Reviewing the Sens 2020 and 2021 Drafts

Let’s start off with the drafting philosophy with the advent of Trent Mann: take a sure thing with lower potential rather than take a risk and get nothing (you can read a poorly thought out fan iteration of this argument here). Let’s briefly put aside whether that’s a good idea or not and see how many ‘wins’ the team has had after the 2nd round since 2008 (the first draft controlled by Dorion and the first one where the Sens returned to trying to build through it)–we’ll look both at the high end players and the depth talent (excluding goaltenders because it doesn’t really apply), to see how either end of this philosophy has panned out (how the players are categorized is based on how scouts viewed them–going through 2010 you can see those assessments on this site, prior to that you’ll have to hunt a little harder; ‘winning’ is determined by NHL games played, cf, so it’s not an inherent assessment of their value as players).

Third Round
Talent (0-2)
Wins: None
Losses: Jarrod Maidens* (12), Miles Gendron (14)
Pluggers (1-2)
Wins: Zack Smith (08)
Losses: Jakub Culek (10)
*Maidens never played due to injury

Fourth Round
Talent (2-5)
Wins: Chris Wideman (10), Jean-Gabriel Pageau (12)
Losses: Andre Petersson (08), Tobias Lindberg (13), Todd Burgess (16)
Undetermined: Christian Wolanin (15)
Pluggers (2-5)
Wins: Derek Grant (08), Marcus Sorensen (10)
Losses: Timothy Boyle (12), Shane Eiserman (14), Filip Ahl (15)
Undetermined: Ben Harpur (13)

Fifth Round
Talent (1-2)
Wins: Mike Hoffman (09)
Losses: Robbie Baillargeon (12)
Undetermined: Maxime Lajoie (15)
Pluggers (1-4)
Wins: Mark Borowiecki (08)
Losses: Jeff Costello (09), Fredrik Claesson (11), Vince Dunn (13)
Undetermined: Christian Jaros (15)

Sixth Round
Talent (1-1)
Wins: Mark Stone (10)
Losses: None
Pluggers (0-6)
Wins: None
Losses: Corey Cowick (09), Darren Kramer (11), Max McCormick (11), Chris Leblanc (13), Quentin Shore (13), Markus Nurmi (16)

Seventh Round
Talent (1-7)
Wins: Ryan Dzingel (11)
Losses: Emil Sandin (08), Brad Peltz (09)*, Bryce Aneloski (10), Mikael Wikstrand (12)**, Kelly Summers (14), Francis Perron (14)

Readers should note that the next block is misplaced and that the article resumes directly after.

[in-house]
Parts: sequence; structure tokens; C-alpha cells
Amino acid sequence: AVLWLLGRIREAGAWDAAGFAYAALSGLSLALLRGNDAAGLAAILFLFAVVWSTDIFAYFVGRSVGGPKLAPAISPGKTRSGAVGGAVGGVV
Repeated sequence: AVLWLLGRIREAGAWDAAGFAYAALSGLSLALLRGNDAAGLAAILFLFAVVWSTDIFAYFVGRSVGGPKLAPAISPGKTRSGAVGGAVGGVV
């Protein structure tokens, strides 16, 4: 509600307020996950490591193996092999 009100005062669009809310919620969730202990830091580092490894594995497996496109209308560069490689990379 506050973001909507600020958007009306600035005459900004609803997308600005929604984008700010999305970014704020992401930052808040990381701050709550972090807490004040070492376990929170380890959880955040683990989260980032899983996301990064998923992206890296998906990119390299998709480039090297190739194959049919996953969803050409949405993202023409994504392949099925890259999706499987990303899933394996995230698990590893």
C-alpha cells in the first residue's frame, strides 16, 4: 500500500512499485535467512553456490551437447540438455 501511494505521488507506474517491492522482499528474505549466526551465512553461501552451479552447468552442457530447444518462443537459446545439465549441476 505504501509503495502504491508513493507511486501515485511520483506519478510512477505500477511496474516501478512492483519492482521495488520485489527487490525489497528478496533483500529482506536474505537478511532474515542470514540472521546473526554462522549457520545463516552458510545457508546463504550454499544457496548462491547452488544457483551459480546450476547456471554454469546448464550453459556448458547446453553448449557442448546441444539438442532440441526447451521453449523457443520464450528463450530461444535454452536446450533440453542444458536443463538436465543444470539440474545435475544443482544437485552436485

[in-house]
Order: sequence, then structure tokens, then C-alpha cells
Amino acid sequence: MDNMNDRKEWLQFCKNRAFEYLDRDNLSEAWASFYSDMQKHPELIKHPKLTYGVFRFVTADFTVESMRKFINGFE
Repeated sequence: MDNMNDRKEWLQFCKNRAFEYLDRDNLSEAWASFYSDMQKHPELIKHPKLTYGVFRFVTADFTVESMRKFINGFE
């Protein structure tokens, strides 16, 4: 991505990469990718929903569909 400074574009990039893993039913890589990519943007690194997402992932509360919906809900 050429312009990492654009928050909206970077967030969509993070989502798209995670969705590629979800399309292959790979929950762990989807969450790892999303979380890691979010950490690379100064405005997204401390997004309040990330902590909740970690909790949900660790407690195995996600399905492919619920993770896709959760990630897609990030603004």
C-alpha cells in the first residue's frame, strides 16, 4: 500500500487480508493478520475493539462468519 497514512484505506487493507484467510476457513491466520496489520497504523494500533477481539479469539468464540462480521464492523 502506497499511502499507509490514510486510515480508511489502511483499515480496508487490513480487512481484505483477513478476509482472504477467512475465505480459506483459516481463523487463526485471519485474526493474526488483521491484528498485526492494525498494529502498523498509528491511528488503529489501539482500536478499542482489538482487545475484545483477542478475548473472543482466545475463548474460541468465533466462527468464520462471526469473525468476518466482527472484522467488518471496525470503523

Pluggers (0-2)
Wins: None
Losses: Michael Sdao (09), Jordan Fransoo (11)
*There’s some indication that picking Peltz was a favour for Melnyk’s close friend (his father)
**Refused to play in the league

Total
Talent 5-17 (29%)
Pluggers 4-19 (21%)

What’s clear in the numbers is that the org (up through 2017) was no better at identifying quality pluggers than talent. Obviously some of the scouting staff has changed over the years (three remain from 08, one from 09), but certainly Dorion’s history doesn’t betray evidence to support the change in philosophy. I’ll also briefly touch on the goaltenders over this period:
Successes
Robin Lehner (09, 2nd round)
Failures
Francois Brassard (12, 6th round), Jordan Hollett (17, 6th round)
Uncertain
Chris Driedger (12, 3rd round), Marcus Hogberg (13, 3rd round),* Joey Daccord (15, 7th round)
*Given that he signed a four-year deal in Sweden it’s unlikely he’ll return to the league, but we don’t know the terms of the deal and goaltending careers are against the grain anyway, so for now he lands in the uncertain pile

Before we dive into the two drafts, let’s recall that the scouting consensus (so not the opinion of some, but the opinions of the vast majority of those paid to scout) is that the Sens left talent on the board when they made their picks–this isn’t a matter of debate or discussion, simply a fact, so the team is betting on the fact that they know better–do they? Time will tell, but not only does the past does not support that idea, it’s simply unlikely that Ottawa has better scouting acumen than the consensus overall.

Characters like Dean Brown and Gord Wilson are what make a city cool |  Ottawa Citizen